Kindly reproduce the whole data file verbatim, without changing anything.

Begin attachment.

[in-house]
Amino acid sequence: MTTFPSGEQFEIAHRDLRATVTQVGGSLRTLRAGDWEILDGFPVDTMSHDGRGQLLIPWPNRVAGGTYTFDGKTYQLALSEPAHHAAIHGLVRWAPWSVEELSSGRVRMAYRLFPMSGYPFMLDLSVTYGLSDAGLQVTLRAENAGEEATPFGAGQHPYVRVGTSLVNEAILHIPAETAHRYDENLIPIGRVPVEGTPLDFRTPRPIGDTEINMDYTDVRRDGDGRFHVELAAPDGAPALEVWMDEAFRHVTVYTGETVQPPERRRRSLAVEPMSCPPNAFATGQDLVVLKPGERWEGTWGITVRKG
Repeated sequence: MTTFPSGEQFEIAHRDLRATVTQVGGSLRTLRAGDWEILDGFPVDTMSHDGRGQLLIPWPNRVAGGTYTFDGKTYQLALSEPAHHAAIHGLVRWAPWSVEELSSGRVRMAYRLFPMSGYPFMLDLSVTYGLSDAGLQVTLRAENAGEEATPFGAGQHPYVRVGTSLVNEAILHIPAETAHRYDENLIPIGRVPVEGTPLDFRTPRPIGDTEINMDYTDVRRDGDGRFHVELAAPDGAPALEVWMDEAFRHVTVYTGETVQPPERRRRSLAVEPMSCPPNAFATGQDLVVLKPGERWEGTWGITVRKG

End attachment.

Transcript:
[in-house]
Amino acid sequence: MTTFPSGEQFEIAHRDLRATVTQVGGSLRTLRAGDWEILDGFPVDTMSHDGRGQLLIPWPNRVAGGTYTFDGKTYQLALSEPAHHAAIHGLVRWAPWSVEELSSGRVRMAYRLFPMSGYPFMLDLSVTYGLSDAGLQVTLRAENAGEEATPFGAGQHPYVRVGTSLVNEAILHIPAETAHRYDENLIPIGRVPVEGTPLDFRTPRPIGDTEINMDYTDVRRDGDGRFHVELAAPDGAPALEVWMDEAFRHVTVYTGETVQPPERRRRSLAVEPMSCPPNAFATGQDLVVLKPGERWEGTWGITVRKG
Repeated sequence: MTTFPSGEQFEIAHRDLRATVTQVGGSLRTLRAGDWEILDGFPVDTMSHDGRGQLLIPWPNRVAGGTYTFDGKTYQLALSEPAHHAAIHGLVRWAPWSVEELSSGRVRMAYRLFPMSGYPFMLDLSVTYGLSDAGLQVTLRAENAGEEATPFGAGQHPYVRVGTSLVNEAILHIPAETAHRYDENLIPIGRVPVEGTPLDFRTPRPIGDTEINMDYTDVRRDGDGRFHVELAAPDGAPALEVWMDEAFRHVTVYTGETVQPPERRRRSLAVEPMSCPPNAFATGQDLVVLKPGERWEGTWGITVRKG